The majority of the delegation opposed a measure included in a drug enforcement funding bill to leave undisturbed 22 states, including Alabama, who have made their own laws regarding "distribution, possession or cultivation of medical marijuana." The amendment passed the House in a 219-189 vote. But the Alabama delegation voted 4-3 against it. Spencer Bachus, R-Vestavia Hills, Mo Brooks, R-Huntsville and Mike Rogers, R-Saks, supported the amendment while Robert Aderholt, R-Haleyville, Bradley Byrne, R-Fairhope, Martha Roby, R-Montgomery and Terri Sewell, D-Birmingham, opposed it.

The appropriations bill, including the amendment, is expected to die in the Senate after being passed by the House. And if the bill, including the amendment, isn't passed by the Senate, the amendment vote means nothing. To Dalton, though, it means a lot. Comparing the vote by Alabama's representatives in Congress with the no-dissent approval of the Alabama legislature on Carly's Law made no sense to Dalton. "Which is it?" she asked. "Do you really disagree or do you really know what you're voting on?"

'Why are we so hung up...?'
If the bill passes the Senate and is signed into law by President Obama, it will make a difference in Alabama, according to Dustin Chandler, whose daughter Carly is the namesake for the state law. Chandler pointed to the interest expressed by neurologists Dr. David Standaert at the University of Alabama at Birmingham and Dr. Orrin Devinsky at New York University to study the benefits of CBD oil. Standaert is directing the UAB Cannabidiol Program.

"If those neurologists want to research the benefits of the cannabis plant, why are we so hung up on not letting them do that and making them go through federal regulations?" Chandler said. "Why can't we re-schedule it and get research going a lot faster. If we allow that to happen and it cures more disorders, that's what we're all for." A law that might provide a pathway for that research is U.S. House bill 5226, known as Charlotte's Web Medical Hemp Act of 2014. The bill, introduced in the House in July, would amend the Controlled Substances Act to exclude therapeutic hemp and cannibidiol from the definition of marijuana.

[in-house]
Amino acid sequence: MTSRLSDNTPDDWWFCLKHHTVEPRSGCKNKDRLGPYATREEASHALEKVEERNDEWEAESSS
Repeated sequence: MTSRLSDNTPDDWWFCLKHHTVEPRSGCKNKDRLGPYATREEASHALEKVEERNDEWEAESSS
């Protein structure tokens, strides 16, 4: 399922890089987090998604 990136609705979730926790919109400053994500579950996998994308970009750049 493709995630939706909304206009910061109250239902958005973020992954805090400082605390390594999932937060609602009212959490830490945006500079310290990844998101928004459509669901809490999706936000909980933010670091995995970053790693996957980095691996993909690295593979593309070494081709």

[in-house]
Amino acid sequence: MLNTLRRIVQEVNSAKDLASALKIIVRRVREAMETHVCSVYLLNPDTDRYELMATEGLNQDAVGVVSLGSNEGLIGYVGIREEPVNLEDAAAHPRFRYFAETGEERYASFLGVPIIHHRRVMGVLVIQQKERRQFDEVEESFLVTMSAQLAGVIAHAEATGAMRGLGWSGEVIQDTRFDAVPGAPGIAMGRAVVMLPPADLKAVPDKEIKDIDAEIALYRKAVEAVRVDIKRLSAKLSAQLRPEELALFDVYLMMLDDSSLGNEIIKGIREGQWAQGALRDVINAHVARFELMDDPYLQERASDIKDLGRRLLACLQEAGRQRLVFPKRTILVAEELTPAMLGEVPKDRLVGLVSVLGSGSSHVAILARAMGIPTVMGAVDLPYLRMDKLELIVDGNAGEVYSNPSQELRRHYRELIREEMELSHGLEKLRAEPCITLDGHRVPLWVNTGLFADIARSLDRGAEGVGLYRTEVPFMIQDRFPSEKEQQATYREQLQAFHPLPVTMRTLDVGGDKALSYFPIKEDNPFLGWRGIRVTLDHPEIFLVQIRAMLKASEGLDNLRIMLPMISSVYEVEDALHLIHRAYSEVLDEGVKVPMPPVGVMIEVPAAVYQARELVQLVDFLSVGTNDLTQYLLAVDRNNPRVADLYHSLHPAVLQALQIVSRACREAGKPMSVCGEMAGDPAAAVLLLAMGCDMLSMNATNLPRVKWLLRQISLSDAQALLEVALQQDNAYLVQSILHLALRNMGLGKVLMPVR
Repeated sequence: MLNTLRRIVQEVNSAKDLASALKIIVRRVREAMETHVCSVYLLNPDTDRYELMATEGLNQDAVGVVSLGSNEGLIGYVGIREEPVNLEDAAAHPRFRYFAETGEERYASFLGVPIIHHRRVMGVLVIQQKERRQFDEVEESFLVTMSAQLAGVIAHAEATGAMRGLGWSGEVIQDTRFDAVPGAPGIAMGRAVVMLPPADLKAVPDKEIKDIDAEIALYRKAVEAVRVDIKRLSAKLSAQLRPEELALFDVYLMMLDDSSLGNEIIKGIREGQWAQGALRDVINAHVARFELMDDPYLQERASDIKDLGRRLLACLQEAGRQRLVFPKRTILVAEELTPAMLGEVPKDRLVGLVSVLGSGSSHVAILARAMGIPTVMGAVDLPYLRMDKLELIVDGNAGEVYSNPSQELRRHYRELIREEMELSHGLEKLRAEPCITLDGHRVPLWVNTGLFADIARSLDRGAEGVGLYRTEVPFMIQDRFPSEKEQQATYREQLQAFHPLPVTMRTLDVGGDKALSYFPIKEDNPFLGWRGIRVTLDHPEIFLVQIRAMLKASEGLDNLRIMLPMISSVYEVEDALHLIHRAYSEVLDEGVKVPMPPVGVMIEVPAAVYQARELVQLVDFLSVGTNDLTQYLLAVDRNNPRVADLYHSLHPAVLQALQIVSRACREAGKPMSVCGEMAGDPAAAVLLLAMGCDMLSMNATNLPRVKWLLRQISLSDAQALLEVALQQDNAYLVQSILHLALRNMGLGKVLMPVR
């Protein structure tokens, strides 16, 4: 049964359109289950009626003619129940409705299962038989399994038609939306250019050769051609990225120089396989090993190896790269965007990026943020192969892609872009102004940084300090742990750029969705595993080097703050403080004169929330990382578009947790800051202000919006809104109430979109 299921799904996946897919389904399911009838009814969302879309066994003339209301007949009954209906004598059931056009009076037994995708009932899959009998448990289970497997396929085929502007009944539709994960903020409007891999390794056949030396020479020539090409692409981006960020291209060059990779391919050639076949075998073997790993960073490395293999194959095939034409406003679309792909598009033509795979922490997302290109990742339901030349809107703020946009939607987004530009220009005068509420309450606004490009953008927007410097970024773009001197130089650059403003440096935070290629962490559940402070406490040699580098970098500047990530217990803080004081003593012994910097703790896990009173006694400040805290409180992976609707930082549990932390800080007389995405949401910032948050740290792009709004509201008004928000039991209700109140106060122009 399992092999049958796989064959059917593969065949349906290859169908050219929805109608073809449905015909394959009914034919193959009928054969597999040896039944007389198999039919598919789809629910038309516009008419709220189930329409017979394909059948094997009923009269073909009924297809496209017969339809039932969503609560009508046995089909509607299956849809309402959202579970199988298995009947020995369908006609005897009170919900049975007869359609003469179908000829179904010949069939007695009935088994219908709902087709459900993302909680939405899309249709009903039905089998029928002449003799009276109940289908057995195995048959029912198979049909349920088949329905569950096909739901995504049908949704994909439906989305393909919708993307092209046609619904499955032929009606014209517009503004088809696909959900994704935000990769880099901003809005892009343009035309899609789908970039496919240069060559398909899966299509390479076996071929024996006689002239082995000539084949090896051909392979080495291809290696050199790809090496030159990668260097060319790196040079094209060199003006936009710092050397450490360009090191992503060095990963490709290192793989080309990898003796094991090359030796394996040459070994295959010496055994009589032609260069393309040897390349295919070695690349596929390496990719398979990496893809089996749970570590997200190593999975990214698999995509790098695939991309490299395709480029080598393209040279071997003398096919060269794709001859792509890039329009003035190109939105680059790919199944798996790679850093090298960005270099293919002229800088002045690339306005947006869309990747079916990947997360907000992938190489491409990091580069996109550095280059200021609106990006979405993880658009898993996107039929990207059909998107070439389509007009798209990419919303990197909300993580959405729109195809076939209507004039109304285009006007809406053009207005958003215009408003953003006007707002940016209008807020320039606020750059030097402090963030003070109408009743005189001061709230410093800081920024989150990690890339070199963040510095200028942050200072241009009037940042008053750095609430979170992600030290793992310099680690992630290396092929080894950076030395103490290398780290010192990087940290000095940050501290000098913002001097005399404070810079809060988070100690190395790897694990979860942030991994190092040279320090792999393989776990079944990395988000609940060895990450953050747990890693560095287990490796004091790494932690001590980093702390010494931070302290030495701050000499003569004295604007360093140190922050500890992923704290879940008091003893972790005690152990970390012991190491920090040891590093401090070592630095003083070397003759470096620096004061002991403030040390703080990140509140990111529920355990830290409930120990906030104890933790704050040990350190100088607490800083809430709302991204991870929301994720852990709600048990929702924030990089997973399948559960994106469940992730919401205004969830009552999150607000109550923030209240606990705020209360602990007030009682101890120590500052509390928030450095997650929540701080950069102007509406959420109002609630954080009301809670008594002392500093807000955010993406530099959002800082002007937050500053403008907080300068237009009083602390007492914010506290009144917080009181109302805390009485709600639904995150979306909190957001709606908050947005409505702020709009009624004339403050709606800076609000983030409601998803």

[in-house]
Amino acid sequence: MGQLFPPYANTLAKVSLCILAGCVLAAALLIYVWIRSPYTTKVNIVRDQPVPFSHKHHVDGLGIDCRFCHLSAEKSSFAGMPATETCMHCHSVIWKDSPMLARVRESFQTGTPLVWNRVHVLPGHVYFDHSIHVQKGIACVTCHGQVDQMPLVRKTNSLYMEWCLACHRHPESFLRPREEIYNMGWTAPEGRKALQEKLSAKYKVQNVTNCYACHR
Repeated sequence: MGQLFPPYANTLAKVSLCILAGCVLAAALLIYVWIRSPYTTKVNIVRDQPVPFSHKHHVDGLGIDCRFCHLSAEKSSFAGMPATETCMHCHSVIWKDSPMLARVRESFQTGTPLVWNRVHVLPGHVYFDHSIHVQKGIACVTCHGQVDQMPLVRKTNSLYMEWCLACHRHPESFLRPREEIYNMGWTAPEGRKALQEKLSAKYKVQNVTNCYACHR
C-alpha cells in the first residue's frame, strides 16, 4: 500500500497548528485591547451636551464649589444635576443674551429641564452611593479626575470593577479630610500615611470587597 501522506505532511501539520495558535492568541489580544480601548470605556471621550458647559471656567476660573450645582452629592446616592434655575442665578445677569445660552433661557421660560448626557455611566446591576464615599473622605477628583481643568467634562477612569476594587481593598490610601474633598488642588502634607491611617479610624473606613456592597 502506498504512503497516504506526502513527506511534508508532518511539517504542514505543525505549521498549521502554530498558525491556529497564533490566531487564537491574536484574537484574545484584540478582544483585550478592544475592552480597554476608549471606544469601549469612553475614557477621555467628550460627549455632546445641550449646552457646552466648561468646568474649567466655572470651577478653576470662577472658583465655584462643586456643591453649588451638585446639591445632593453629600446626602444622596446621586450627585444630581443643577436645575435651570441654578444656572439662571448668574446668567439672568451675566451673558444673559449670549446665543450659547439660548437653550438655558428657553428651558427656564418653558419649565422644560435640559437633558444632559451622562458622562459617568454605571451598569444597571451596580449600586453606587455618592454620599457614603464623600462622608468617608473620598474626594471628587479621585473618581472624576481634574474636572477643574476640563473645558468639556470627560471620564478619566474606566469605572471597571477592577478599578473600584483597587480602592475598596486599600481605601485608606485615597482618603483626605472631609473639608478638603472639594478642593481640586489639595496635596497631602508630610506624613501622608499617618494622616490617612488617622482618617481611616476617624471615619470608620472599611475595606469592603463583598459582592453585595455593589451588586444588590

The bill would allow the plant to maintain a concentration of THC — the characteristic of marijuana that provides a euphoric high — of not more than 0.3 percent, which means it has no hallucinogenic effects of traditional marijuana. The bill is named for Charlotte Figi, a Colorado girl whose parents have lobbied nationwide to ease access to medical marijuana after having success reducing their daughter's seizures through the use of CBD oil. Dalton's grassroots parents organization endorsed the bill last month. "This bill will allow low THC cannabis oil to be shipped across state lines, without fear of federal prosecution," Dalton said. "This bill will bring home several families who are currently refugees in Colorado."